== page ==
Breaking my blogging silence to shout from the internet rooftops about being published today on BBC Future, the BBC's science and technology website. I wrote for them about tech billionaires' efforts to beat governments to the punch in inventing a workable fusion reactor. Microsoft's Paul Allen, Amazon's Jeff Bezos, and PayPal's Peter Thiel are all invested in start-ups pursuing high-risk/high-reward approaches to viably generating fusion energy. (Physics-phobes, never fear: I explain what fusion is.) To understand why, I traveled to Vancouver, BC and visited General Fusion (their prototype reactor, and founder, are pictured above), tried and failed to get access to secretive Tri Alpha Energy, and interviewed a bunch of nuclear physicists (plus one venture-capital investor).
The SEC yesterday finalized a long-awaited, controversial rule requiring public companies to disclose the ratio between the pay of their CEO and the average pay of their workers. I contributed reporting to an Oregon Business story about this rule last year, contacting almost all of Oregon's publicly traded companies to find out how the (then-proposed) regulation might affect them.
What didn't make it into that story (for the most part) was the lack of transparency I discovered among local public companies when it comes to worker pay. Despite the fact that these companies were certainly going to be required to disclose this information at some point—and I'll just leave aside the info's arguable value to investors and the public—they were outright cagey with the data.
Here's the breakdown: Of the 35 companies that I contacted, 15 never replied to multiple emailed requests for comment, including Lithia Motors, FLIR, and TriQuint. Three responded, but only to decline to comment, including two of the state's largest public companies, Precision Castparts and Columbia Sportswear. Other top Oregon public companies, including Nike and Schnitzer Steel, sent insubstantial replies. For example, Nike spokesman Ben Samples did not respond to my questions, instead providing a one-sentence statement: "Nike is aware of the proposed rule and will comply if and when it becomes effective for our company."
Even among the companies that did send substantial replies, almost all said they didn't know the average pay of their workers or declined to provide that info. The only company that voluntarily disclosed its average worker pay was NW Natural. (It was $75,920, if you're curious.)
Frankly, it's still not 100% clear to me why companies that had presumably made decisions about compensation based on the employment market and in consultation with HR pros wouldn't be able or willing to talk about those choices. But with the finalization of the pay-ratio rule, they'll have to be ready to have those conversations by 2018.
My Civil Eats food & faith series continues with this story on the growing religious contingent of the anti-GMO movement. As I write in the piece:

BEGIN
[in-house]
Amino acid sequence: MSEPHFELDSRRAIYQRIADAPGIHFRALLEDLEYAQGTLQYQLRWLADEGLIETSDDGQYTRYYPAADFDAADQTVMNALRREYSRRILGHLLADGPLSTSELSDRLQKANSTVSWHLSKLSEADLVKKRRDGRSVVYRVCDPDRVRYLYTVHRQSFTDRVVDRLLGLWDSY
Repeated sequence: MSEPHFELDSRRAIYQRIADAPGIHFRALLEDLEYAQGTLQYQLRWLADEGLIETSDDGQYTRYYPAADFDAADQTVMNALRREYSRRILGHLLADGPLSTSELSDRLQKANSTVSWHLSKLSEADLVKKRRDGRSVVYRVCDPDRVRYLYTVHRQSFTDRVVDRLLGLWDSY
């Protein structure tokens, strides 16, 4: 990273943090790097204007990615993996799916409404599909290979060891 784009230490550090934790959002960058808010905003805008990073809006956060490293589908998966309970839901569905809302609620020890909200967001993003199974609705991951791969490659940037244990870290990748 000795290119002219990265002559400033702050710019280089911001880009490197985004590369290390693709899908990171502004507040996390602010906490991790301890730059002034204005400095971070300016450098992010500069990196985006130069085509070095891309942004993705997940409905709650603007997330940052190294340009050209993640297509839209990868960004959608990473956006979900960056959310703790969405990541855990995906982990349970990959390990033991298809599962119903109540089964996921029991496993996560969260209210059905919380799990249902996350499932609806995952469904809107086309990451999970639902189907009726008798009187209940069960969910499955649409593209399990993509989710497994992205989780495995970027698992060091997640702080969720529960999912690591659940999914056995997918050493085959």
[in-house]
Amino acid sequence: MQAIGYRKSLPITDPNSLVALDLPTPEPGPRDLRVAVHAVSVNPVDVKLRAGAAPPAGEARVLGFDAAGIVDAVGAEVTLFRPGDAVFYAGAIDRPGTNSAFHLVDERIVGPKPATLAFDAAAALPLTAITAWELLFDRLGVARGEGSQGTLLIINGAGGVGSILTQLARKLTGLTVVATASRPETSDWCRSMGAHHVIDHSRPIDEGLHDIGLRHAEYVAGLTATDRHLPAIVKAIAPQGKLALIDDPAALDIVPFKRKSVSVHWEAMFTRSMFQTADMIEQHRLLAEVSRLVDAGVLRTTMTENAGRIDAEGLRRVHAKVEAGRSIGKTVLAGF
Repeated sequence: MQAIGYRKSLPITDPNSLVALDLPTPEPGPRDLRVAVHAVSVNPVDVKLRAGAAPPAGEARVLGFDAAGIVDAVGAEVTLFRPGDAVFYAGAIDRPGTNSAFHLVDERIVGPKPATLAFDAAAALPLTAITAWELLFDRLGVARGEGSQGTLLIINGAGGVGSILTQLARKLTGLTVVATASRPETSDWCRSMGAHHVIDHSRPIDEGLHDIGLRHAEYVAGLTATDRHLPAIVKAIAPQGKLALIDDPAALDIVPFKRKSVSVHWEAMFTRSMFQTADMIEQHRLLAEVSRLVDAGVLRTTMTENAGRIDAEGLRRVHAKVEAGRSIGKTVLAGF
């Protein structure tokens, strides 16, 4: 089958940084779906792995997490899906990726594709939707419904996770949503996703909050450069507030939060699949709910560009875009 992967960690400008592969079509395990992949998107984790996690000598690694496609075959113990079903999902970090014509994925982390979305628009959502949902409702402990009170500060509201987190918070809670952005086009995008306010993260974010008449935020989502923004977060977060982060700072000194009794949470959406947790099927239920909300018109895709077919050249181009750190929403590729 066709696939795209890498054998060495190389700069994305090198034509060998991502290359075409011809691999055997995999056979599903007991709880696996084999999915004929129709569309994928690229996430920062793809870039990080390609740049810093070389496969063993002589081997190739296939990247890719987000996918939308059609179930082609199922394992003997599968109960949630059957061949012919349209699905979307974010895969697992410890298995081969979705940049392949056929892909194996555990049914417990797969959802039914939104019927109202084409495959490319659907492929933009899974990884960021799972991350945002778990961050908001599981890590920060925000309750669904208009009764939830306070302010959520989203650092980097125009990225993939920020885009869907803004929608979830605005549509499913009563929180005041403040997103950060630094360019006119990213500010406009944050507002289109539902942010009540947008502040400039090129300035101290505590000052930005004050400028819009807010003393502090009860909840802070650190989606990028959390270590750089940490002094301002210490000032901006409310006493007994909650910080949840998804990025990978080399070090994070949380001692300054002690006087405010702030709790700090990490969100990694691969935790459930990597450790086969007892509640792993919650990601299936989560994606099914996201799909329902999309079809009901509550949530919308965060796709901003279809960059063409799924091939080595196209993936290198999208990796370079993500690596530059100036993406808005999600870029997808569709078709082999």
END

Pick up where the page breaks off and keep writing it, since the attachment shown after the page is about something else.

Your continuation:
"Indeed, as GMO-labeling measures appear on the ballot in state after state—from Oregon to California, Washington, and Colorado—a growing number of people of faith are starting to see genetic engineering of crops as a religious issue. To be sure, the GMO debate remains on the fringe in many faiths, with traditionally progressive denominations showing the most engagement.
However, two of the country’s largest religious denominations, the Presbyterian Church (U.S.A.) and the United Methodist Church, have come out in favor of GMO labeling, and from Catholicism to Islam, there’s hardly a religious tradition in which GMOs aren’t the subject of some debate."
You wouldn't know it from this blog, but this agnostic is also writing about secular matters. I'm still picking performing-arts "best bets" for The Oregonian every week, and I've got some cool (hot?) irons in the fire...
Last fall, I wrote a story about Jewish back-to-landers for Civil Eats. The good folks over there liked it enough that they asked me to write a series on faith and farming. I’m not religious myself, but I am interested in people’s belief systems, and the Jewish-farmers story had shown me there could be pretty intriguing intersections between those belief systems and agriculture. So, I said yes.
Last month, CEran the second piece in the series, about a vast, yet little-known system of welfare farms run by the Mormon Church. It’s gotten about as much attention as any story I’ve ever written. Check it out—and stay tuned for more “Faith in Food” installments.
After months of reporting, my first feature for Portland Monthly, about Oregon’s drone industry, is finally on newsstands!
Drones are fast moving from the military to the commercial sphere, where they’ve got cool applications in areas like farming and firefighting. Thanks to a fortuitous convergence of engineering and aviation heritage, Oregon has the potential to become a hub of this emerging industry—if “Silicon Sky” boosters can overcome red tape and public fears.
In the same issue, you can also find my story about The Librarians, a new Portland-filmed television show from the folks behind Leverage. Stars met (kinda) during reporting: Noah Wyle, Rebecca Romijn. Not too shabby for a Portland story!
P.S. (Awesome) photo by William Anthony